画 家

”Image Maker”

Like the meandering pathway of an animal, vivid images take shape as they are mixed on screen.
Although the colours seem beaten down, cut up, and at times violently flying out with a kind of deviance, these images on the brink of collapse are yielded from a continuation of the traditional techniques of oil painting and backed up with the power of great design leaving us with a striking impression.
With both dynamism and apprehension combined – all who see this presentation will be shaken in both heart and mind.


For SHIMAMURA Yuriko Exhibition

Critecism:Meiji Hijikata

Director of the Taro Okamoto Museum of Art,kawasaki
Visiting Professor of Musashino Art University

In 2009, Shimamura stayed in Barcelona, Spain, under the Programme of Overseas Study for
Upcoming Artists by the Agency for Cultural Affairs in Japan for a long period. While based in
Barcelona, she travelled around Spain and was especially mesmerised by the climate of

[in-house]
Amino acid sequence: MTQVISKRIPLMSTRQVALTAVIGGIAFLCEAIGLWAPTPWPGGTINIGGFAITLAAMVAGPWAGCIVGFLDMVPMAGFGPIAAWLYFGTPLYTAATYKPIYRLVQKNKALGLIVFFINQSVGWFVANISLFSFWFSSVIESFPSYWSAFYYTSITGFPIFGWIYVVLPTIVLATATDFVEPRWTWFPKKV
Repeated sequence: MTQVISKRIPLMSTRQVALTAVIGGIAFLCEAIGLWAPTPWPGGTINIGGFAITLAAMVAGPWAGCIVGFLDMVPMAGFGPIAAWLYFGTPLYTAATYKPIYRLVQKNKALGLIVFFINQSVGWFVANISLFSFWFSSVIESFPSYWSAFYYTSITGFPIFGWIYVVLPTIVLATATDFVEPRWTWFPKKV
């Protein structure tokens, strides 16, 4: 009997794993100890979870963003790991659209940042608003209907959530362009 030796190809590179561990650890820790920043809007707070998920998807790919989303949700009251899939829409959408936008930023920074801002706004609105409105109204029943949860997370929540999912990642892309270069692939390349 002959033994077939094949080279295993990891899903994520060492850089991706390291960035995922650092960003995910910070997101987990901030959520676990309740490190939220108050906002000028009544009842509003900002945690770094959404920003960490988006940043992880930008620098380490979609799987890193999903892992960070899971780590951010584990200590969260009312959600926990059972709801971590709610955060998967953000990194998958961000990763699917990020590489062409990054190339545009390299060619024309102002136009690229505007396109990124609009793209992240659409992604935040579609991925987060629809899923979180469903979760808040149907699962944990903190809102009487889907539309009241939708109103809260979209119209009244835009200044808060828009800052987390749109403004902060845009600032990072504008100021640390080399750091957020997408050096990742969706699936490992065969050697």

Andalucia. Her essays about the memories of this place are all fascinating – particularly the
part about the sunflower field in Carmona, a small village near Sevilla.
The vast field of sunflowers stretching to the distant horizon. Burning sunshine easily
exceeding 40 degrees. That strong rays of the sun pour relentlessly over the dying sunflowers.
The background is the deep blue sky embracing the darkness.
As the wind blows hard, it sounds like a music blares out.
They are so powerful, that the more you stare, the stronger they stare you back.
Even after withering, they remain to expose its brownish, miserable presence to the blazing
sun, which was blindingly bright and somehow frightening.